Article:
Kevin Smith: Flash I haven’t seen a script for, I won’t see that until Christmas, right? Cause that’s January. But the Supergirl episode I did, which was episode five of the new season, didn’t have a comic book villain to speak of. But, you know, of course, that doesn’t—every episode there’s a threat that she’s gotta deal with and stuff, this one’s just not ripped from the pages of the comics. This episode that I did—the first two I did on Supergirl were very space oriented. This one [is] very Earthbound. This season of Supergirl seems to be more grounded. Not that she’s not flying, but just—less space, more Earth.
SR: One thing I absolutely—cause I know you’re a huge DC fan—
Kevin Smith: Lemme finish, hold on. I don’t direct those episodes; I stand there and they give me credit. But really, that cast and crew, they make that show what? Twenty-two, twenty-three times a year? So I show up, if I’m lucky, twice a year—you think I could tell them anything useful? They got this down to a science.
SR: You’re legendary Kevin Smith.
Kevin Smith: No. I’ll tell them how to avoid making a movie about a walrus, but other than that there’s not much I can teach them. And the actors and the actresses know exactly what they’re doing with those characters by the time I get up there, they’ve been doing for so many episodes, so many seasons. The DP, the cinematographer, he knows exactly how to shoot that show. I remember the first episode of Flash I did, Kim Miles the DP, he’s a wonderful guy, he’s shooting a movie right now for Bob Zemeckis. So I come in, I go, “hey man, so”—we’re in the cortex, which is the main set where everything takes place, where they all sit around and ponder. I said, “we’ll go through here, come up through here, come up through here.” He goes, “oh my God, totally, we just did that last week in the cortex for episode six, but we’ll totally do it again.” And I was like, “oh, well let’s not do what we did. Alright, so how bout we come through here, and we’ll go up through here.” And he’s like, “we did that episode three this season.” So, it’s tough to tell them anything they haven’t done already. There’s no new ideas, they’ve shot that room a zillion ways to Sunday. So I show up and just be very supportive. I just tell them how much I love the show. I operate as a fan, that’s why I’m saying you can totally direct the show. I don’t know whether they’ll let you, but if you’re a fan that gets you literally halfway there.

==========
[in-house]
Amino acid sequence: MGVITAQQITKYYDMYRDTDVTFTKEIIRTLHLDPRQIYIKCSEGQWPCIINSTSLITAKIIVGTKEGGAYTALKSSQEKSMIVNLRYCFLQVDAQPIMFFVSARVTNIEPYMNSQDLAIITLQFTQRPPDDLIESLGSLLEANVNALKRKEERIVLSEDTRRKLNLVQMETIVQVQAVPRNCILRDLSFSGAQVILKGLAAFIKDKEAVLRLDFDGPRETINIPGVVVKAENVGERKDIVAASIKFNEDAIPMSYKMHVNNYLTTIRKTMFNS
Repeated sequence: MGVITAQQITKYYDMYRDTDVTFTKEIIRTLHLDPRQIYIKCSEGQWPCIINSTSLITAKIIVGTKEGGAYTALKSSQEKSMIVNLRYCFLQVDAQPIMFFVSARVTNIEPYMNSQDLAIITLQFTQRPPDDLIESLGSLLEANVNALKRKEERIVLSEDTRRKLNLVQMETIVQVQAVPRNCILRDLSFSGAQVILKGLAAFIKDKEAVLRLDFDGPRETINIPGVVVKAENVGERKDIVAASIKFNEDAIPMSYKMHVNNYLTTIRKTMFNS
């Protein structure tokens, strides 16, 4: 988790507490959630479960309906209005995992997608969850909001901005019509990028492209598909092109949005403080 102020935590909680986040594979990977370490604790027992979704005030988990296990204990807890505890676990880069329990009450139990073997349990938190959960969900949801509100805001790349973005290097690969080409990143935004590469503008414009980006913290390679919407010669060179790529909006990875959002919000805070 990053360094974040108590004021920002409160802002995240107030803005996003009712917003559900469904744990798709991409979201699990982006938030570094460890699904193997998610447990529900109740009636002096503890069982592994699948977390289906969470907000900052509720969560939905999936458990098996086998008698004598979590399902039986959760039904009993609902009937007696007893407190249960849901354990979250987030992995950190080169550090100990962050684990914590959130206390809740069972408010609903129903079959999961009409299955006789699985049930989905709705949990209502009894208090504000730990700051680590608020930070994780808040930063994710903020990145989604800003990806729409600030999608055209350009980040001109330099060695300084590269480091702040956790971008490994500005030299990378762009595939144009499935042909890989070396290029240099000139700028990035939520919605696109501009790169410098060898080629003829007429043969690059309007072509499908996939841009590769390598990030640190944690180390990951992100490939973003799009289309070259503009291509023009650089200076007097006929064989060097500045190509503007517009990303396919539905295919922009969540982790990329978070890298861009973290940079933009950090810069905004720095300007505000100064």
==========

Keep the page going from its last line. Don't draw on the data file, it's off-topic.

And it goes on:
SR: I love it. Last question for you, I know you’re a huge fan of the DC universe, and currently we’ve had a lot of information coming out. There’s going to be a standalone Joker movie, they’re not all gonna take place in the same universe. I need to know what your thought are about this.
Kevin Smith: All of ‘em are good. There’s no such thing as a bad comic book movie. Even the ones that people say are quote-unquote bad are better than no comic book movies.
SR: I agree.
Kevin Smith: I’m a forty-seven-year-old man, so I grew up in an era where there were no comic book movies. And then every once in awhile you’d get one, and it was like water in a desert. You’d get Batman in 1989, or Blade or something like that. So now, we live in an era where they’re like, “hey, we’re not even gonna do an interconnected DC universe. We’re just gonna let Martin Scorsese produce a flick where Leonardo DiCaprio might play the Joker.” That’s exciting. So, to me, I’m like, the more the merrier.
I know they’re deviating from the Marvel template of, like, “we’ll make a bunch of characters, and then a reunion movie. Buncha characters, reunion movie.” Instead, Warner Brothers seems to be going with, “well, we tried that, and we’re gonna keep doing it on the side, but we’re not gonna limit ourselves. We’re gonna do a bunch of other interesting things.” They’re trying to forge their way in the superhero space. So I think it’s interesting, I’m not against that at all.
And then you have some people—I’m a purist, so I love when things are interconnected, as well, but I grew up in an era where there was a Batman movie, there was a Superman movie, and they didn’t really reference each other. One time George Clooney was like, “this is why Superman works alone” and we got our nipples hard, we were like, “aaah, they know each other.” So now we live in a world where these movies can cross over and stuff, I’m happy to get the ones that can, but if they don’t cross ‘em over that’s totally okay with me. As long as they’re good, as long as they try.
And think about—some people get kinda crappy, like, “come on, man, these cats, they don’t know comic books.” Comic books and characters have been handed to so many creators over the years. You never know what you’re gonna get in the hands of any particular person. I still get crap for making Batman pee his pants in a Batman book once, which is, you know, kind of reducing it to something it wasn’t, but still, regardless, you gotta respect the fact that a creator can come on, maybe take that character [to] a place that you’ve never seen that character be taken. And I gotta imagine, if Martin Scorsese jumps onto a Batman movie, we’re gonna see some shit. Not bad shit, the good shit that we all dream about. Goodfellas in a DC universe movie? I’m there, take all my money.